Members of Congress were involved in Trump’s schemes.
During the first six hearings, lawmakers learned that an aide to Republican Sen. Ron Johnson of Wisconsin attempted to deliver to Pence’s staff a list of false, pro-Trump electors just moments before the former vice president was set to count electoral votes on Jan. 6.
According to text messages, the Johnson staffer, Sean Riley, told Pence’s legislative director Chris Hodgson that Johnson wanted to give Pence lists of fake electors from Michigan and Wisconsin to be introduced during the counting of electoral votes that certified Joe Biden’s win. Hodgson quickly shot the idea down, telling Riley: “Do not give that to him.”
Several members of the House were also involved in efforts to overturn the election, including Reps. Scott Perry of Pennsylvania, Andy Biggs of Arizona, and Matt Gaetz of Florida. Testimony also showed that Trump tried to involve the Republican National Committee in the scheme.
Trump’s lies were also a big-money con.
Trump conned his supporters out of $250 million. Between Election Day 2020 and January 2021, his campaign sent out countless fundraising pitches to his supporters, netting more than $250 million in donations. Supporters were told that money would go toward contesting election results via the “Election Defense Fund,” but in reality, no such fund existed. Most of the money went toward the “Save America PAC,” a pro-Trump PAC created after the 2020 election.
“The Big Lie was also The Big Ripoff,” said US Rep. Zoe Lofgren.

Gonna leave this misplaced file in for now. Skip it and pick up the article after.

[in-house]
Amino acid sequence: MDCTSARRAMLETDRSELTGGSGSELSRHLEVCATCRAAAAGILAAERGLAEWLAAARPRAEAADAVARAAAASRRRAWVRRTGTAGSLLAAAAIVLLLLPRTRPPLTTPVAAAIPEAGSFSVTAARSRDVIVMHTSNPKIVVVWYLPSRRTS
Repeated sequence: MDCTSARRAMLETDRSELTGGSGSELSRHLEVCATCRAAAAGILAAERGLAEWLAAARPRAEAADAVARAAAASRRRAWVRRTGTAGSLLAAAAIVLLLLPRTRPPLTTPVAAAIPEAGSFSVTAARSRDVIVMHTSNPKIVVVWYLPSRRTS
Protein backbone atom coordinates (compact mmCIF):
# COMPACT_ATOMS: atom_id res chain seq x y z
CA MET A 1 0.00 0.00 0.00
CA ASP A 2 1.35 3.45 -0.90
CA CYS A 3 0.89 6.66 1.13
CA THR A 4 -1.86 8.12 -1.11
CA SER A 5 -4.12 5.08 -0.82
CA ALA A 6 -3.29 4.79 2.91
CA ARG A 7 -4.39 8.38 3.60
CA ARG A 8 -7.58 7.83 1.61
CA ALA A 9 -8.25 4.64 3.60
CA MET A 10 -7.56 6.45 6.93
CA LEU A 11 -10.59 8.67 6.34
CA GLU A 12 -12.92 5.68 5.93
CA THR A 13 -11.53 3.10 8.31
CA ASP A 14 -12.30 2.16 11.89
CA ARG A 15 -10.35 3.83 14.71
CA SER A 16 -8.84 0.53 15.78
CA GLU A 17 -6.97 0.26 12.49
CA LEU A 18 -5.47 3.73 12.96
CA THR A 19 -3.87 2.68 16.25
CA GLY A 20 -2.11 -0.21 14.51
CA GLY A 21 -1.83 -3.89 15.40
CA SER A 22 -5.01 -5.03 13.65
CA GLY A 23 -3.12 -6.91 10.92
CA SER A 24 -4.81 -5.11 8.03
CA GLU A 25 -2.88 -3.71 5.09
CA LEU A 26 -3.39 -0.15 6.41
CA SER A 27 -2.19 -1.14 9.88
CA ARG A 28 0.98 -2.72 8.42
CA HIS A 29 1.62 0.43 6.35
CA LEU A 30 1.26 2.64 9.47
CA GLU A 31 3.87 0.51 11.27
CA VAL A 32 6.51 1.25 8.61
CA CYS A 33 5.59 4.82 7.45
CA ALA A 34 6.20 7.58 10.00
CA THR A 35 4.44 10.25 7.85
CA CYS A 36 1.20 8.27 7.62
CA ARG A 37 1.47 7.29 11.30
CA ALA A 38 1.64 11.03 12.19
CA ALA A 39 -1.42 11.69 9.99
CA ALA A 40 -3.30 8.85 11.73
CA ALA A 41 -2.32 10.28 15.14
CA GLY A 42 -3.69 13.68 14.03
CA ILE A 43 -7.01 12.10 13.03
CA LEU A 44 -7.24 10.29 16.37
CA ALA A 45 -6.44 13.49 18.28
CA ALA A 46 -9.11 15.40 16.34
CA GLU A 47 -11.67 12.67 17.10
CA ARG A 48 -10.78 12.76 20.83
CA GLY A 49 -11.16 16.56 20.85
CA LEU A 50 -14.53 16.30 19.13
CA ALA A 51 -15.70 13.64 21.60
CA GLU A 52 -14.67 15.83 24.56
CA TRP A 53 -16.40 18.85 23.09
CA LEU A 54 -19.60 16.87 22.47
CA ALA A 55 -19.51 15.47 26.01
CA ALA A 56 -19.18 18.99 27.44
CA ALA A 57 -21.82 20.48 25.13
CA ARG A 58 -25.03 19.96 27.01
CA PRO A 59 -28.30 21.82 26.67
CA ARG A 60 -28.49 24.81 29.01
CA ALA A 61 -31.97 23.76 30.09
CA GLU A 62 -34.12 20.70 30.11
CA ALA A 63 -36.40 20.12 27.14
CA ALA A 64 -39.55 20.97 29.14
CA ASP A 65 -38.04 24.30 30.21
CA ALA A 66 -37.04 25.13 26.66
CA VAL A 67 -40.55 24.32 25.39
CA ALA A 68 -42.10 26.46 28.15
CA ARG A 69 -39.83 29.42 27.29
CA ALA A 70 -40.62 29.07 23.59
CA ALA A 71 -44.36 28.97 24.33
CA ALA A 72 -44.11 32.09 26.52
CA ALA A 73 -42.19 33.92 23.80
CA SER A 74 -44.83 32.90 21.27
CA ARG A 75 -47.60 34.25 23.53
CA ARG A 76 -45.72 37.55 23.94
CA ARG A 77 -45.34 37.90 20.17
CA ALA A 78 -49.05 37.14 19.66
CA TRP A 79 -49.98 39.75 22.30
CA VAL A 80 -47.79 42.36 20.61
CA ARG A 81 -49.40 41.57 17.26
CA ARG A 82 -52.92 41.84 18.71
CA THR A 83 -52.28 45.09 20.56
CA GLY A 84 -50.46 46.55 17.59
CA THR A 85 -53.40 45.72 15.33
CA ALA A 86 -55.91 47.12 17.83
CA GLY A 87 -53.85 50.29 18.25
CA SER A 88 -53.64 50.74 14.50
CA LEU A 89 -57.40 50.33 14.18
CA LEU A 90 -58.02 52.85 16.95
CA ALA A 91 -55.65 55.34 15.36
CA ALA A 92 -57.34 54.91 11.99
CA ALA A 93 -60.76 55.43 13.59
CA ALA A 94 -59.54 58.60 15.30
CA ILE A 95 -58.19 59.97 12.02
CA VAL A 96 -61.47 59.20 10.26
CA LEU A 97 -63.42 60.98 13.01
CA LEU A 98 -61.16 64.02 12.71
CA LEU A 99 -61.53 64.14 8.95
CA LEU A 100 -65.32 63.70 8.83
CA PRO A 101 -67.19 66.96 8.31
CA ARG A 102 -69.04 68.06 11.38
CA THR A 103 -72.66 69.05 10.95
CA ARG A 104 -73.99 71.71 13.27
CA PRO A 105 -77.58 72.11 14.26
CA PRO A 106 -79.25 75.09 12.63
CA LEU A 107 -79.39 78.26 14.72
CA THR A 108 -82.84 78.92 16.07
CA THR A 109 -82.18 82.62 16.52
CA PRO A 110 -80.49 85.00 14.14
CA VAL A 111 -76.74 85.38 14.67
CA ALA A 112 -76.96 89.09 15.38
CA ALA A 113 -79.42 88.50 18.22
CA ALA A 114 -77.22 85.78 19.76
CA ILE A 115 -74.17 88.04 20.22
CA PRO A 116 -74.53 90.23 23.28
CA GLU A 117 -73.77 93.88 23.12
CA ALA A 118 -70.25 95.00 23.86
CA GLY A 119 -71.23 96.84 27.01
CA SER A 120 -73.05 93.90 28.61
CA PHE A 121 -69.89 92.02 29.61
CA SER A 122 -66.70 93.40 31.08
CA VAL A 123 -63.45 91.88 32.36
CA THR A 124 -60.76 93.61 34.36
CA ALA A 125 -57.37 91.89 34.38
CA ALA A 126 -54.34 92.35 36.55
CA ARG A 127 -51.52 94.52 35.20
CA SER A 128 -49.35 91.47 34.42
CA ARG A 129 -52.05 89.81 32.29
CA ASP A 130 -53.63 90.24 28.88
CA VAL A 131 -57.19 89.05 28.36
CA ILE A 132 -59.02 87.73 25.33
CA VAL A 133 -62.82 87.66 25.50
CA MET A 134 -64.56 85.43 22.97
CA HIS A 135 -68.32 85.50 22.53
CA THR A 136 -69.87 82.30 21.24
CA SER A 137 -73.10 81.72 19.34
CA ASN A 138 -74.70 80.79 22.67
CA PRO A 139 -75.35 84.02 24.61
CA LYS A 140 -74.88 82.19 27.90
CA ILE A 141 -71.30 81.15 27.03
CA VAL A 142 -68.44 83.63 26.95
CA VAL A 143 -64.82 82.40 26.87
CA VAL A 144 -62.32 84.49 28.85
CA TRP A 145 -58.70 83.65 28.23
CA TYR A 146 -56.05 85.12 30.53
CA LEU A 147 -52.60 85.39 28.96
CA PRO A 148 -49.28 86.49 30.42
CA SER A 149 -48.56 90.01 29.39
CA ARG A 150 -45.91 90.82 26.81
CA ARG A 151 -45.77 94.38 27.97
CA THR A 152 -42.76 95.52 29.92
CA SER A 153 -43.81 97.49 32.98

Testimony also showed the PAC made millions of dollars in contributions to other pro-Trump organizations, including those run by his former chief of staff, Mark Meadows.
The Trump Hotel Collection also received more than $200,000.
Top Trump administration officials were repeatedly warned of violence ahead of Jan. 6.
In the days leading up to Jan. 6, numerous White House officials—including Meadows—were warned about violence. The Secret Service, national security advisors, and top Justice Department officials had all received information that violence was being planned, that Trump supporters would be armed, and that there could be an invasion of the Capitol.
Cassidy Hutchinson, who served as Meadows’ chief of staff, said that she confronted Meadows on Jan. 2 about what would happen on Jan. 6. He told her that “things might get real, real bad.” .
Trump wanted to go to the Capitol and knew his supporters were armed but didn’t care.
Trump knew the crowd at his Jan. 6 rally was armed and could get violent, yet he wanted security measures removed because he knew they were not there to attack him. In fact, Trump not only wanted his armed supporters to go to the Capitol; he also attempted to join them as they sought to overturn the results of the 2020 presidential election by force.
Hutchinson testified about how Trump raged about the presence of magnetometers—which are used to detect weapons—at his “Stop the Steal” rally that morning, and demanded his supporters be let in anyway, not caring that they were armed with guns, knives, and spears.
“You know, I don’t f-ing care that they have weapons. They’re not here to hurt me. Take the f-ing mags away. Let my people in. They can march to the Capitol from here. Let the people in. Take the f-ing mags away,” Trump said, according to Hutchinson’s testimony.
She also testified that Trump was so desperate to join the mob at the Capitol—against the advice of his security detail and attorneys—that he attempted to wrench the steering wheel away from his driver and even lunged at Secret Service agent Robert Engel. Engel had advised the president that the situation at the Capitol was unstable and a security risk. Trump did not care.
“I’m the f-ing president, take me up to the Capitol now,” Trump said, according to Hutchinson’s testimony.
Trump thought Pence deserved to be hanged.